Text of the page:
Tunisian jobs protests reach capital Tunis

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Tunisians demonstrate in Tunis to show solidarity with the residents of Sidi Bouzid
Image caption,
Economic discontent has provoked Tunisia's most violent unrest in more than a decade

Scuffles have broken out in the Tunisian capital, Tunis, between police and protesters angry at high unemployment levels.

Some 1,000 protesters, mainly unemployed graduates, rallied outside the offices of the main workers' union.

On Friday, one protester was shot dead during violent clashes in the central Tunisian town of Menzel Bouzaiene.

Tensions have been high since the attempted suicide earlier this month of a jobless graduate.

Twenty-six year old Mohammed Bouazizi sold fruit and vegetables illegally in Sidi Bouzid because he could not find a job.

According to the Tunisian League for the Defence of Human Rights, he doused himself in petrol and set himself alight earlier this month when police confiscated his produce, telling him he did not have the necessary permit.

Demonstrations followed and tensions heightened when another young man electrocuted himself in the same town, saying he was fed up with being unemployed.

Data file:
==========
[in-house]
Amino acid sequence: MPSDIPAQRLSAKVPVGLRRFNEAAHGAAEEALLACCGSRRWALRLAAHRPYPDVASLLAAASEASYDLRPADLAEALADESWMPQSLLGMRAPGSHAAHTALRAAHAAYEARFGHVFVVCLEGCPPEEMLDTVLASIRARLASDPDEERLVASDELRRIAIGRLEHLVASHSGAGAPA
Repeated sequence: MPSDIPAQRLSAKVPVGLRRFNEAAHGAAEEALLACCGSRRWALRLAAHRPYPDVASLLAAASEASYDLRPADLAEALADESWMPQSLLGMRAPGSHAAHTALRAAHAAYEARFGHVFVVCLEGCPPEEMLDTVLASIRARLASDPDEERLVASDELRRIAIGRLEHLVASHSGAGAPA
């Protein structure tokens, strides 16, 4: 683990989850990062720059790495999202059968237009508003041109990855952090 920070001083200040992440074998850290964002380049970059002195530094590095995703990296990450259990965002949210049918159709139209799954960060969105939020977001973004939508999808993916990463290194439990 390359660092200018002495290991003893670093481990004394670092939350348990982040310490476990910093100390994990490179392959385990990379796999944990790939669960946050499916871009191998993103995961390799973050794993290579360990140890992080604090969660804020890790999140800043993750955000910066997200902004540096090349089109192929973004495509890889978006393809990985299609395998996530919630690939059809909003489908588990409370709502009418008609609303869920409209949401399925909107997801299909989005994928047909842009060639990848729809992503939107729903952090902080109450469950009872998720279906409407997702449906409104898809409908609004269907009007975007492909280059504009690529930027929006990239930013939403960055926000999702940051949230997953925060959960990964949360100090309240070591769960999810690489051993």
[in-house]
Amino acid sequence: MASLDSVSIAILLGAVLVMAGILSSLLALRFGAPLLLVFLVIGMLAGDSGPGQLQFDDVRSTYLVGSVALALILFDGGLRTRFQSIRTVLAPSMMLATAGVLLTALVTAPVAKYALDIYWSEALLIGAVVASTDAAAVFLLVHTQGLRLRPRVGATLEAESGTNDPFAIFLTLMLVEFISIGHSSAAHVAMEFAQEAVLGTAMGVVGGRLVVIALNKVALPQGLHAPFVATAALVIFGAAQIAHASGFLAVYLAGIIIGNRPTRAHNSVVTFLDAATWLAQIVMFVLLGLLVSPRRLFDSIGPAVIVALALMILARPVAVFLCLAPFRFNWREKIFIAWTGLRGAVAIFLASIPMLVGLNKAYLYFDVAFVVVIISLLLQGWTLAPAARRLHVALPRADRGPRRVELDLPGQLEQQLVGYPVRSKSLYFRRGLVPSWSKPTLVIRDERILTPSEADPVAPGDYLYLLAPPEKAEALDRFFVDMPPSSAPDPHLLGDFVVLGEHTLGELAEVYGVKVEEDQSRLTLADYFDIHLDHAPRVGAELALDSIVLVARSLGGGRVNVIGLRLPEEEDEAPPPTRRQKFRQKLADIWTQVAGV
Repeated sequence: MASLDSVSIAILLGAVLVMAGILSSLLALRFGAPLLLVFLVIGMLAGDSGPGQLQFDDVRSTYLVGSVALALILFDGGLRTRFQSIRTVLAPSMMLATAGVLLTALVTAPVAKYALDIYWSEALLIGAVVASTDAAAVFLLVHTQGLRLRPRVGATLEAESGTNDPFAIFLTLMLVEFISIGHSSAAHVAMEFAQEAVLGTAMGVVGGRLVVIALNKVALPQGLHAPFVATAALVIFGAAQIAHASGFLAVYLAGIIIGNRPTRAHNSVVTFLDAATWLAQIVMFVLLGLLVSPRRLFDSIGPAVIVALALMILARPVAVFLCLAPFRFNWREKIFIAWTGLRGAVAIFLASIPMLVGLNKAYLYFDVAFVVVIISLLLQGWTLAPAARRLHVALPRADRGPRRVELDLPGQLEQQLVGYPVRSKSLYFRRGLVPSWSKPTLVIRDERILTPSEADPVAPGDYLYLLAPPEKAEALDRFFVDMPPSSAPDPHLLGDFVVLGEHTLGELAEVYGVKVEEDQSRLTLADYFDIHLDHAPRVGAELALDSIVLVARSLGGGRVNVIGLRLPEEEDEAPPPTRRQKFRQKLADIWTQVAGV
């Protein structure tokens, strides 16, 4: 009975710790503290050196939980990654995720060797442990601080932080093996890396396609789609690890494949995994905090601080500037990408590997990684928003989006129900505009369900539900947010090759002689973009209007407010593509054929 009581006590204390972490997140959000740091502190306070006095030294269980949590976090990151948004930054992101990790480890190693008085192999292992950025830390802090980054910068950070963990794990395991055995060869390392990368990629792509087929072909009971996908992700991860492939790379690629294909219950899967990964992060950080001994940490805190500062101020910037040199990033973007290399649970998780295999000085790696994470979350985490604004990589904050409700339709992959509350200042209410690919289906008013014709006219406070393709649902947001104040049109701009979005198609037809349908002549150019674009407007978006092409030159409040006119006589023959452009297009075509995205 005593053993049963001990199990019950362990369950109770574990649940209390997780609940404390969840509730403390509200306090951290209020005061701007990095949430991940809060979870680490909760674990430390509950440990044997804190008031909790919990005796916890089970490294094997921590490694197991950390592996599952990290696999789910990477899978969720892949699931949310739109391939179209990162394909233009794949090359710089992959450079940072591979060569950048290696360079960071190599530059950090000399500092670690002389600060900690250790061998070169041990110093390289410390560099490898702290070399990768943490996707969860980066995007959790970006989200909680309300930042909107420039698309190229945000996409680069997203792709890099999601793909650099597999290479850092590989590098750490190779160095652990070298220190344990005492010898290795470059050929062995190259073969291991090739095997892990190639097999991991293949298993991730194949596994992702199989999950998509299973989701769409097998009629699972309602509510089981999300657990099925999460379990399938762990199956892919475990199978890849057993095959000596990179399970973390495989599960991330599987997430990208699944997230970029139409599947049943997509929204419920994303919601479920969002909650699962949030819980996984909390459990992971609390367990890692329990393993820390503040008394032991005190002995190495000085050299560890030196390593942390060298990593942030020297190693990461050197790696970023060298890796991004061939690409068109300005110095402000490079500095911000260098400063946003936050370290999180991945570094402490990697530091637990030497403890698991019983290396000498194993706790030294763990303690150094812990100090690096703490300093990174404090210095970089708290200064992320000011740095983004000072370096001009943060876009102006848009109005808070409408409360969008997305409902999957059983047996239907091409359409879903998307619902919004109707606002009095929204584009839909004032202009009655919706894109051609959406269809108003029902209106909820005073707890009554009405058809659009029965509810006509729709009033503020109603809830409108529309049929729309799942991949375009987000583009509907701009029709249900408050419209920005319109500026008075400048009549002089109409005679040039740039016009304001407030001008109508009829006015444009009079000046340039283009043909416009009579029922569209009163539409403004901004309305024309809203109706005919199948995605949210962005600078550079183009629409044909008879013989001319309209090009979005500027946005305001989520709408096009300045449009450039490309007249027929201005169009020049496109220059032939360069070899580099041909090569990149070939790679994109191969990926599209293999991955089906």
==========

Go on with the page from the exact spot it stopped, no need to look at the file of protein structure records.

In Tunis on Monday, Sami Tahr, head of the union for high school teachers said the demonstrators sought radical solutions to the country's problems.

"We're gathered today in solidarity with the population of Sidi Bouzid and to salute the memories of the martyrs of repression who seek only their right to work," AP reported him as saying.

The government said the violence was isolated and had been exploited by the opposition. However, the country's development minister has travelled to the region and pledged to invest in an employment programme.

Public protests in Tunisia - where the government is often criticised for its human rights record - are rare and political dissent is repressed, correspondents say. But recent economic discontent has provoked the most violent unrest in more than a decade.